It’s an amalgamation of the first and second games only, so the moves available to the player are limited, but that’s no excuse for the arbitrary way something will work one minute and fail the next. Take Venice, for example; you don’t need to be near the spray cans to pick them up, but jump directly through the middle of the secret DVD and it’ll not even register. Collecting S-K-A-T-E is a game of chance based more on luck than skill. Doing what’s required to perform a specific trick will either do what's expected or do something completely different. And those green fences are the work of Satan; they're so broken.

Subsequent DLC added the ability to revert and offered up three levels from THPS 3 (Canada, Airport, Los Angeles), but my love for THPS 3 keeps me from buying it.

There’s no two player split screen (why the hell not?), but there are online modes (not on PC) for up to four players, including Graffiti, Hawkman, Trick Attack and a new mode called Big Head Elimination.

I sincerely hope that if there's ever another home console Hawk game it manages to capture what made the pre-T.H.U.G games so appealing, so that I can once more give the series the praise it used to deserve.

2 face-plants out of 5

Friday, June 6, 2014

Ace Attorney: Phoenix Wright (2005)


Genre: Adventure, Visual Novel | Players: 1 | Developer: Capcom

If stepping into the shoes of a defense attorney doesn’t sound entirely appealing to you, you aren’t alone. I wasn’t enamored with the idea at first, either. The large cast of quirky, slightly over-the-top, but infinitely endearing characters will see you through this trepidation but they will not make you enjoy wading through seas of text anymore than you already do. An appreciation of old-school point-and-click adventures and visual novels is indeed the most important prerequisite to enjoying this series.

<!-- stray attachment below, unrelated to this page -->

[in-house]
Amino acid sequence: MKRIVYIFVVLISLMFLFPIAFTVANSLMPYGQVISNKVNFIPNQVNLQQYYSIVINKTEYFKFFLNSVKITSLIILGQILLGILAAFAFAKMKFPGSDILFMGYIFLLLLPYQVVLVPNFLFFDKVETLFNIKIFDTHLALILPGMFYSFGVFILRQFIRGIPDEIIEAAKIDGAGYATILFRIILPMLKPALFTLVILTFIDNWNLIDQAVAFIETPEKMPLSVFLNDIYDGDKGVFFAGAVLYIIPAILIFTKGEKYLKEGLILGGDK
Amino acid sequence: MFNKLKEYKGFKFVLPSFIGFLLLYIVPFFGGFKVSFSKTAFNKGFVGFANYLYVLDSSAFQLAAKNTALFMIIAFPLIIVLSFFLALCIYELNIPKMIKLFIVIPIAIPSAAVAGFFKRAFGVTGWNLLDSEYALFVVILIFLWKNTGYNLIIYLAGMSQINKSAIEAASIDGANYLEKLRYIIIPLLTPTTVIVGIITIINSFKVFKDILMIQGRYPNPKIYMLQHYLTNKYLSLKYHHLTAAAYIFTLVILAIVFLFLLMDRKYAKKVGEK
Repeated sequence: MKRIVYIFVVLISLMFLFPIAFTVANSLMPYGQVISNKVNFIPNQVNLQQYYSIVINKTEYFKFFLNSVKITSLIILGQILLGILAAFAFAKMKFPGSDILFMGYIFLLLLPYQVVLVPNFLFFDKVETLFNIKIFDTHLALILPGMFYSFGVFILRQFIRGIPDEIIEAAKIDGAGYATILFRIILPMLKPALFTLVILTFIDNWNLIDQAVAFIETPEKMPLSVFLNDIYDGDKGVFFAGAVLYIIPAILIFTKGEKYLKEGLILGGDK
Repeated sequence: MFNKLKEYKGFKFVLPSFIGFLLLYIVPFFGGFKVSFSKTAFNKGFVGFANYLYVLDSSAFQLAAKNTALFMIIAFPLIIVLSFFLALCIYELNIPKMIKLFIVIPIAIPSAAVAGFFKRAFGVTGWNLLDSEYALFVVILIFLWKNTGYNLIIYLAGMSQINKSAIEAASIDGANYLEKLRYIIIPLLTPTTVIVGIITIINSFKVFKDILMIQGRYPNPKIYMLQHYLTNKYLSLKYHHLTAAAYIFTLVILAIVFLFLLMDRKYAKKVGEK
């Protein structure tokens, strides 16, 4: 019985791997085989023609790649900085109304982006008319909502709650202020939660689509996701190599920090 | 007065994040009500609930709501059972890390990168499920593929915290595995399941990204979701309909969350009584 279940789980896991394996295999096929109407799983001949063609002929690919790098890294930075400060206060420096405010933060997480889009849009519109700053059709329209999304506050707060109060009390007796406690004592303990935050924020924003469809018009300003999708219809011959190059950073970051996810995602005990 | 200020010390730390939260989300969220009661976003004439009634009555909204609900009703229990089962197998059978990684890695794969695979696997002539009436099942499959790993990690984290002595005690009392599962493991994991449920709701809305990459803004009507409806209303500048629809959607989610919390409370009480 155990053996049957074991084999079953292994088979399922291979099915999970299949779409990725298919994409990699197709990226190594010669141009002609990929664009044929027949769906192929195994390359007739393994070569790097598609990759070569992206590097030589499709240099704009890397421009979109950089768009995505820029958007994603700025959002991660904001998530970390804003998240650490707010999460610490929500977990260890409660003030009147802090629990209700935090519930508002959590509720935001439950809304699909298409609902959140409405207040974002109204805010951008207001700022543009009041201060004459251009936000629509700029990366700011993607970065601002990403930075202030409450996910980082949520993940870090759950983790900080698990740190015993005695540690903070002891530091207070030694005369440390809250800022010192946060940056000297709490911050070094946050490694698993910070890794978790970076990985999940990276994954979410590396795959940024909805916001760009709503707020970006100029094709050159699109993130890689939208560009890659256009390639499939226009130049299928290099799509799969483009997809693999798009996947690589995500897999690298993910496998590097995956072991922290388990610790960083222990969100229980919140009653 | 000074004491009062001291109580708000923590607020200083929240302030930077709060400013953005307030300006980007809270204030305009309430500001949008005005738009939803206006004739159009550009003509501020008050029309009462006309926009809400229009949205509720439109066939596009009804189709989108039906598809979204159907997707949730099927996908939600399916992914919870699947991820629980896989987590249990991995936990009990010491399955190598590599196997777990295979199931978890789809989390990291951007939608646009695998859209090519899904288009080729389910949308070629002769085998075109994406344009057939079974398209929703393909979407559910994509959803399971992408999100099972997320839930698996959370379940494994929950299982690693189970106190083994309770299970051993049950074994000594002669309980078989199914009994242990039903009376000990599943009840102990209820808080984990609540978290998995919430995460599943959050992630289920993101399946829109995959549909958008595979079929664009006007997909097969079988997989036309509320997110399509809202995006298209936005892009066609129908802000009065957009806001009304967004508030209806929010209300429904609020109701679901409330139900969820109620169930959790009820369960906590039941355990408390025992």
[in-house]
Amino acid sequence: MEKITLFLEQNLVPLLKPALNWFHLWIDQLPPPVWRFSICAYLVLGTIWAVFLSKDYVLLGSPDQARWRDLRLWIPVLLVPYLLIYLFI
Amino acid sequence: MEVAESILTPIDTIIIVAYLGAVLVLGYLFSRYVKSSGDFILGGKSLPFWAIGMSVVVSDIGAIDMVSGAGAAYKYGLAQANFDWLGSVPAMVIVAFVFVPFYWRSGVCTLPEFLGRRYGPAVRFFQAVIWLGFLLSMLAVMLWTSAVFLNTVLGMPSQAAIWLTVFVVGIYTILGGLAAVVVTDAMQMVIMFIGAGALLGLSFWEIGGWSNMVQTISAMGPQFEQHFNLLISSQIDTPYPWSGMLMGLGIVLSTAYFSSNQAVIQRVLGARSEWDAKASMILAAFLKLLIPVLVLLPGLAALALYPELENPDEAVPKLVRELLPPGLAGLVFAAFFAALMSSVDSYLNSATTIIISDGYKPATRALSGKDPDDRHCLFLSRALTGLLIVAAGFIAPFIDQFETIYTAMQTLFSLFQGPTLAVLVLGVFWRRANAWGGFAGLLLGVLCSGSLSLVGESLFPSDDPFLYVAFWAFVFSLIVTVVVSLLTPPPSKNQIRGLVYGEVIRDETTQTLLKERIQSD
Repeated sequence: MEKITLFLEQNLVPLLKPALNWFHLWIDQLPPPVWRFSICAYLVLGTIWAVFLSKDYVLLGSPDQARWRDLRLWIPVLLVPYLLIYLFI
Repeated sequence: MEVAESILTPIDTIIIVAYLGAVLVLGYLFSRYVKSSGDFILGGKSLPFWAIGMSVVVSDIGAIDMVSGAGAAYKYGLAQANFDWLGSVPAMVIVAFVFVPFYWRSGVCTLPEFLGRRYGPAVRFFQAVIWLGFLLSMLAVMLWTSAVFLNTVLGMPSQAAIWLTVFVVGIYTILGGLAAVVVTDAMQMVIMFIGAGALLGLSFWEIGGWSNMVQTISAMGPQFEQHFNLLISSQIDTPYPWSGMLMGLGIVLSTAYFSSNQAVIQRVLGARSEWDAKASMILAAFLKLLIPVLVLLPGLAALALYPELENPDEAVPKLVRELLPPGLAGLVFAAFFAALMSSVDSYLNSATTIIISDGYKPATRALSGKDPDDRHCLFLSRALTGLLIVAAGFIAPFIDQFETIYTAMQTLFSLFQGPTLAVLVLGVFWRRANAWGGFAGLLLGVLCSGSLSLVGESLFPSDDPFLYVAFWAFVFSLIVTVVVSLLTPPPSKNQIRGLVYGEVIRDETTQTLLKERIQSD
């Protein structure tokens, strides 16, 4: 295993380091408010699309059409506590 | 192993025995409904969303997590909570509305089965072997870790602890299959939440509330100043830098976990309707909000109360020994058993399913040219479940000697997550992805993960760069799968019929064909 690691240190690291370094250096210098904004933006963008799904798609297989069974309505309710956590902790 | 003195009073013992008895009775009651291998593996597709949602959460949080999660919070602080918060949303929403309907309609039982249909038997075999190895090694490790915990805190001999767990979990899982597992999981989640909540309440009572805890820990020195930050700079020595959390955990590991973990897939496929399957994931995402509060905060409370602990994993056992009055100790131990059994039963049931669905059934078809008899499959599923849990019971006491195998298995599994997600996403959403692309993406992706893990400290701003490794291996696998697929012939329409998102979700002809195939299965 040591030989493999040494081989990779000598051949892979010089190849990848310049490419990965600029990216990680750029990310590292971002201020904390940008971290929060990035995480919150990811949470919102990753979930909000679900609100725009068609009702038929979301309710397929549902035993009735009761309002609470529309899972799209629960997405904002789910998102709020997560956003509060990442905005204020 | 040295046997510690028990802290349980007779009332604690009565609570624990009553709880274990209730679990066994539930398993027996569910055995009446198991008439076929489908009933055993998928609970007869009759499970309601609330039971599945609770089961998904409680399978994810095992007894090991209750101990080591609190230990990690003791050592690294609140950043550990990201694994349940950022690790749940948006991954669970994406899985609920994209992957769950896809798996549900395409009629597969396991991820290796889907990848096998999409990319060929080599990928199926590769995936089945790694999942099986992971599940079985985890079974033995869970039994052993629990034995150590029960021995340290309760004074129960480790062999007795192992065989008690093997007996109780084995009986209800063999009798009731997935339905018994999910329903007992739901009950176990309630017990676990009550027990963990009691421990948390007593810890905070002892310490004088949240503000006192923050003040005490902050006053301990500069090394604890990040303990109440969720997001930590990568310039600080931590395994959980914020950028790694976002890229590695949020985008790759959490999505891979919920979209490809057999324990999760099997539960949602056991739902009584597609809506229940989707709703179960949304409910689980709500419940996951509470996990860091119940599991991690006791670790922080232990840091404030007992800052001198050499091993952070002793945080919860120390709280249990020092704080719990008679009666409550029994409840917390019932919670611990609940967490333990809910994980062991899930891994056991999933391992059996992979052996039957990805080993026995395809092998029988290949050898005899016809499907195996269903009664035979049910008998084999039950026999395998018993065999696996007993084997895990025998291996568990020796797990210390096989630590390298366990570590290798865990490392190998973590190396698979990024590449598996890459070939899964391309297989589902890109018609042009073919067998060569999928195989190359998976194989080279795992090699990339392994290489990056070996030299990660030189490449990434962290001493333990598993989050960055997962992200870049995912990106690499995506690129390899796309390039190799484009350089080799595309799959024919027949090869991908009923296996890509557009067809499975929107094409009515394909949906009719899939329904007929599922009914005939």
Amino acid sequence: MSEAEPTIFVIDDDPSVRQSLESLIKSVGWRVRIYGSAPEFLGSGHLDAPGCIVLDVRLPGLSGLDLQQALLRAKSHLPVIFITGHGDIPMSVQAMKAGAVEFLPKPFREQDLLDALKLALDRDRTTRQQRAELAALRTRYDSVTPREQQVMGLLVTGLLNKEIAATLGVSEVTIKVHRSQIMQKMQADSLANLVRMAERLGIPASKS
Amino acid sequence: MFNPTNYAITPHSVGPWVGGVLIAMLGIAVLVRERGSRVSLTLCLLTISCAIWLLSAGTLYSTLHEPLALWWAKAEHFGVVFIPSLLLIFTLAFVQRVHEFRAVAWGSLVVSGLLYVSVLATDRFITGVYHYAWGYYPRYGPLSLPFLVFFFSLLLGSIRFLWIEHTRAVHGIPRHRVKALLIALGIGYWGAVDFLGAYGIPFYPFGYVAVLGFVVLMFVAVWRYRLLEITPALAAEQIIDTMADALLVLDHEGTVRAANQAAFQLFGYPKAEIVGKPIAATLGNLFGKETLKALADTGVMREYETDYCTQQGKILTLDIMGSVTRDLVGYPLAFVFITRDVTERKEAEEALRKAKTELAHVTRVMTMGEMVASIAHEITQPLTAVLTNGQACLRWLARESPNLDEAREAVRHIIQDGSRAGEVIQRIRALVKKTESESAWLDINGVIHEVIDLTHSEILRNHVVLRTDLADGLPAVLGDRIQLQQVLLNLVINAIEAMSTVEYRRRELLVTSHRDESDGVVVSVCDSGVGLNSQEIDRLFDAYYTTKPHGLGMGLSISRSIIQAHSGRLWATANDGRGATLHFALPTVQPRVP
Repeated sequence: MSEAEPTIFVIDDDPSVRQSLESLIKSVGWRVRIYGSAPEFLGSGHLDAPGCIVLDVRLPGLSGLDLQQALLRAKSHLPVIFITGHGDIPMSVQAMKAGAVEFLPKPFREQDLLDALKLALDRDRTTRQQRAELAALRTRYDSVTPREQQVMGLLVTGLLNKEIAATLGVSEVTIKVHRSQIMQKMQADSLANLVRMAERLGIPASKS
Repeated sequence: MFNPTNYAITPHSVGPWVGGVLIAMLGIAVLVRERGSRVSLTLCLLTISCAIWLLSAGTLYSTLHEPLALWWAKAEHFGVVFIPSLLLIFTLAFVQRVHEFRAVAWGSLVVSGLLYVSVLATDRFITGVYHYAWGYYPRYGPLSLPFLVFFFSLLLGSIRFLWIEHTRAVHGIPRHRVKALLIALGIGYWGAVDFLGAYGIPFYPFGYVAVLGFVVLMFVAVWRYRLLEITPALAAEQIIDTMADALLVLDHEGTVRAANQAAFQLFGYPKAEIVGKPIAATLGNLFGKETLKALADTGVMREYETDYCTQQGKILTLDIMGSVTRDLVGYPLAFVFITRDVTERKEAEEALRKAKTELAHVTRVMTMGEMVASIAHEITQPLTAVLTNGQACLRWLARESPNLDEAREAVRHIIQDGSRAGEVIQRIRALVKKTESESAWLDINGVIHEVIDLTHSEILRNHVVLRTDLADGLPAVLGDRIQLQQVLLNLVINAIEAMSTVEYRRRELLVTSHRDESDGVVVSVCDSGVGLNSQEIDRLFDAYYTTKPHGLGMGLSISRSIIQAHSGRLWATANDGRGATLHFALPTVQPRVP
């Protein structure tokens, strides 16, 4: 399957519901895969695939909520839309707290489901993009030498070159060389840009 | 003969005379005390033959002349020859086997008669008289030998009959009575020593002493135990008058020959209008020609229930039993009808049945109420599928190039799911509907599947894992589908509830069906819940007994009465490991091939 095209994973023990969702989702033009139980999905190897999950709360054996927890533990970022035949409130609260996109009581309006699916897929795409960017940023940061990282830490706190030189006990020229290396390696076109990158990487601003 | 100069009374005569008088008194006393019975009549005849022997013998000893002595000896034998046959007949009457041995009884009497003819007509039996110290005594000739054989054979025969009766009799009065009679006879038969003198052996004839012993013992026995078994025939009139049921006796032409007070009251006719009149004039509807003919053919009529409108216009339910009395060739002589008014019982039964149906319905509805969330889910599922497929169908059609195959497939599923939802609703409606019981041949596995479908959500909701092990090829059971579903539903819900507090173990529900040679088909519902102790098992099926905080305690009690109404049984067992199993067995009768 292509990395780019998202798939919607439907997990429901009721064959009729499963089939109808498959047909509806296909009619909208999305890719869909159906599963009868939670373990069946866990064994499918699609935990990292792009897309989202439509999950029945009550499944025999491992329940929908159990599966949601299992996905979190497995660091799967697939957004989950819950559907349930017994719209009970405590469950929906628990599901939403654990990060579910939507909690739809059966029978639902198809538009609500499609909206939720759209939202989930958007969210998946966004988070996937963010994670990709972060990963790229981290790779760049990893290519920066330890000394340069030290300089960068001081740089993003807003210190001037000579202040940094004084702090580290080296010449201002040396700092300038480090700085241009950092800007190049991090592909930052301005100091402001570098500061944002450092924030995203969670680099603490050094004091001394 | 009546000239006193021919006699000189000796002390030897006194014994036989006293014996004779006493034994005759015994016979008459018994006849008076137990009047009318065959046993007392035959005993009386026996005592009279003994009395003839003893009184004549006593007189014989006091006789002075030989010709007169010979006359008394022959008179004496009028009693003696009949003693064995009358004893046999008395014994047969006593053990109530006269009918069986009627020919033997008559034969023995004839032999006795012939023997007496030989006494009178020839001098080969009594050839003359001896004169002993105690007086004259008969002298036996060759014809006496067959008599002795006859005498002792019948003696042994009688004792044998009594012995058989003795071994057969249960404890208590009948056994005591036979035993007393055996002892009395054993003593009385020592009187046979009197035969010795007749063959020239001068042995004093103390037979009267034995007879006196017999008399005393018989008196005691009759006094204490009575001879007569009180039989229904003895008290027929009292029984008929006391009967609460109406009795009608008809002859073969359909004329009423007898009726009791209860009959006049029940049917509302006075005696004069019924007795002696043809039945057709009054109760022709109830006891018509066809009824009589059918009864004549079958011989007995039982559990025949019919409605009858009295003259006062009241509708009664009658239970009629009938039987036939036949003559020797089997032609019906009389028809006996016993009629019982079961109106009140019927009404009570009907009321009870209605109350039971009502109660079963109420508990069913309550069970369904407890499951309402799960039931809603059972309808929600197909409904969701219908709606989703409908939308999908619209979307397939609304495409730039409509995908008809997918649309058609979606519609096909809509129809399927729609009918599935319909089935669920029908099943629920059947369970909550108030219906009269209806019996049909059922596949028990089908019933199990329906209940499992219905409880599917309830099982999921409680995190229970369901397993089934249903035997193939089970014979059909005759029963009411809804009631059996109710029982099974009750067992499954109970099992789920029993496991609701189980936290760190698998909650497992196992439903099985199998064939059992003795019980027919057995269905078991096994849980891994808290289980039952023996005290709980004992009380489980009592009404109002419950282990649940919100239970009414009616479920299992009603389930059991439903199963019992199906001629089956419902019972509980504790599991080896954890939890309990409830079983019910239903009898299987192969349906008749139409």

To that end, and this game’s credit, a number of improvements have been implemented that greatly decrease the probability of experiencing DEAD STOPs. Gameplay is divided into two discrete modes: investigation and trial proceedings. On trial days, you will cross-examine witnesses and attempt to expose the real criminals (usually murderers) by pointing out contradictions using evidence you gather while investigating. To relieve the strain on the legal system, trials in this world have been capped at three days. To relieve the strain on your sanity, investigation segments will not end until you’ve found everything the script deems necessary. If you present incorrect evidence or choose a wrong dialogue option, you are given a strike. Five strikes and you’re out. However, you can save at any time and scum like a boss.

This is not a particularly damning game.

As mentioned, while the characters can be cartoony at times, they are obscenely memorable and painfully relatable. Few things in this world (not just games) have as much heart as the Ace Attorney series. This derives significantly from the cast, which tent-poles a plot that ultimately and masterfully pulls the strings tight on what can initially seem like unconnected trials and events. Don’t get me wrong, the sleuthing and intuiting gameplay is well-executed and leads to some jaw-dropping moments, but it is not the keystone of the series. This is why adventure game fans should give it a shot, even if they don’t have any great interest in the legal system.

Buyer’s Guide: This was originally on the GBA in Japan, if you’re so inclined and linguistically equipped. The DS version contains an extra trial that is covered in full, here.

It has also appeared on PC, Wii (as WiiWare), iOS, and mobile phones (partially).

4½ Well-Deserved Burgers out of 5